Nomads in the City


Mongolia. Once an empire which stretched from Europe to the Far East, now, a sparsely populated nation state. 

Of Mongolia’s 3 million inhabitants, 1.5 million have moved to the country’s capital, Ulaanbaatar.

A physical manifestation of a country in transition, the ger districts on the edges of the city show the coexistence of the past and the present.

As a local friend proudly told me as he surveyed the landscape: 

“this is proof Mongolians are real nomads, they can live anywhere they have to, with anything they have.”

Gers, known more commonly as 'yurts' are traditional Mongolian homes. 

They are circular, with a furnace and chimney in the centre. Lattice wooden fences support the shape, and are wrapped in multiple layers of wool to insulate against harsh temperatures. 

Inside one of these gers, lives a family of eight who recently gave up nomadic life and emigrated to the city. 

The main breadwinner is the mother, who stitches winter boots to sell in the markets.

Widowed long ago, the mother fought against the odds to maintain nomadic life, but severe winters, known as the 'dzud', destroyed their livestock, leaving no choice but migration. 

Most of all, she misses the silence of the desert.

The dzud is becoming more frequent with climate change, destabilising traditional lifestyles and causing forced migration. 

With temperatures dropping lower than negative forty degrees celsius, Ulaanbaatar is the world’s coldest capital.

Rapid immigration, poor transport infrastructure and resource limitations have choked the city with air pollution. 

Gers use coal to power their internal furnaces. A necessary evil, the inhabitants of the city are suffocating on toxic air to survive through the winters.

Industrialisation has changed the world's atmosphere, threatening the sustainability of nomadic farming. 

But it has also decimated local traditions.

Son of the widowed nomad, this young adult gets nostalgic about his most precious belongings- a collection of ankle bones from goats. He shows me how they have been used for generations, to play games, and even read the future.

He laments that his nephew of three has no interest in such games, and claws only for plastic toys and smart phones.

Traditional life, however, still vibrates through the capital’s ‘Black Market’.

Despite the market teeming with cheap western style clothing made in Chinese factories, these men wear traditional clothing with pride.

They are deliberating over purchasing new snuff boxes.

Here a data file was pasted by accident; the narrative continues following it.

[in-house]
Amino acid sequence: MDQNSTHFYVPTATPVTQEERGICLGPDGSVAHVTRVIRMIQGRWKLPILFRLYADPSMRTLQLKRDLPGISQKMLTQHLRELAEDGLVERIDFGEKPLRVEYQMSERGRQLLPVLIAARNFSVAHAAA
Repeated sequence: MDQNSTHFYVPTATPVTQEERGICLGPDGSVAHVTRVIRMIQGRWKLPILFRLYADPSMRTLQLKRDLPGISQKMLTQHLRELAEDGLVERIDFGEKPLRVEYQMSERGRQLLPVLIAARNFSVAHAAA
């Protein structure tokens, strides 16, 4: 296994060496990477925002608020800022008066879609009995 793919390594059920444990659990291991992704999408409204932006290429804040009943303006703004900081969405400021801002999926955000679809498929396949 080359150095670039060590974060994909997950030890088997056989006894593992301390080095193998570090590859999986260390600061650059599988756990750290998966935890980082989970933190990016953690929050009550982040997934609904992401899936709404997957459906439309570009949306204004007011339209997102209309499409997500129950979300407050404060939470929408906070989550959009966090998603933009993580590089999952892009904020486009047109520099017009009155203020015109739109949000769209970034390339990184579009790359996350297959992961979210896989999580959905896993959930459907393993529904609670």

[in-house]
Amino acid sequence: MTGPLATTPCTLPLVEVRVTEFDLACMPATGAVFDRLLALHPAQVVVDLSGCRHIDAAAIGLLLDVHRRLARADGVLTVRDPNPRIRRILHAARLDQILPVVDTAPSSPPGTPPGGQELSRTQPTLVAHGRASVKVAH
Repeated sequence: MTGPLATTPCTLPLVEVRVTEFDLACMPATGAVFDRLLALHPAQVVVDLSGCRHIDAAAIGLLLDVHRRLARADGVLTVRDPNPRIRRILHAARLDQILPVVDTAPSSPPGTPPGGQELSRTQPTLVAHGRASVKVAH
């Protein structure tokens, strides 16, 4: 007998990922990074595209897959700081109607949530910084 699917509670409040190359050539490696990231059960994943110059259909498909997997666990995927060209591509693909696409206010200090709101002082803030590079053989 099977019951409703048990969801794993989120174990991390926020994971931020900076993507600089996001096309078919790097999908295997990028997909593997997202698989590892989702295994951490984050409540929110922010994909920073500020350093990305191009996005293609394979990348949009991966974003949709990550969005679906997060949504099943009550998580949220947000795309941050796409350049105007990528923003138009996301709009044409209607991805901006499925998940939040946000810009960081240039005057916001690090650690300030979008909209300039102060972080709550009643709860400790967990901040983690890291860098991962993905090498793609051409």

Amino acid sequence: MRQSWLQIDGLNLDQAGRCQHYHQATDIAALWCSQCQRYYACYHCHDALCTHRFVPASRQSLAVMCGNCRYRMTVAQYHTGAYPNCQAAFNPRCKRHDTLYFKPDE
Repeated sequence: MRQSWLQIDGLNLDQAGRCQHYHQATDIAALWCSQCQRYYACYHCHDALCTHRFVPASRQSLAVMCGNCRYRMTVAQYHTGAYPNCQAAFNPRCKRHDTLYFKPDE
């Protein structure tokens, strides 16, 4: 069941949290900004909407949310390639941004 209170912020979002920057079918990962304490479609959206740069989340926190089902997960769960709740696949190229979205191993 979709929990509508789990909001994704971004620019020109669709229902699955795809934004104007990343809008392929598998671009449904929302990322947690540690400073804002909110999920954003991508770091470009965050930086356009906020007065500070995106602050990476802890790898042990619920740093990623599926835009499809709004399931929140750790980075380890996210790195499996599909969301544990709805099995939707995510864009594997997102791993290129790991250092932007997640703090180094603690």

Even today, it is tradition to present your snuff box to every visitor that comes to your home.

In order to avoid pilgrims and tourists from destroying the natural landscape, the environmental guardian of the Khamriin Khiid Monastery in the Gobi Desert, works to keep the area clean.

Upon invitation into his home, he offered me a taster of snuff, which I instantly sneezed into my suutei tsai (milk tea).

This monastery was burned to the ground in 1937, during the communist purges, and afterwards rebuilt. The ruling USSR declared communist philosophy as incompatible with religion, leading to severe repression of Buddhism, Mongolia's most prominent faith. 

Buddhism has been making a resurgence. 

Gandan Monastery hosts the world’s tallest indoor statue, originally built in 1913, of Avalokiteśvara. 

Today, over half of the country identify as Buddhist, showing their religious history has not been erased.

In the Gobi desert, life beats to a different rhythm. 

Onlooking the ceremonial fire pit and the stupas from Wish Mountain, indigenous shamanism and Buddhism reveal their harmony, miles from the smog of the city.

Life in the desert for nomads is fast changing too, as explained to me by this great grand mother who lived near the Inner Mongolian border.

In her day, she reminisced, the nomads worked hard and knew the value of what they reaped. Today, replacing horses with Harley’s, she worries the technology they have become reliant on will spell their very own demise.

Her daughter in law worries for the next generation. 

Will they choose to continue the nomadic life she and her husband have struggled to upkeep, or will they join the other half of their country’s people, and be nomads in the city?

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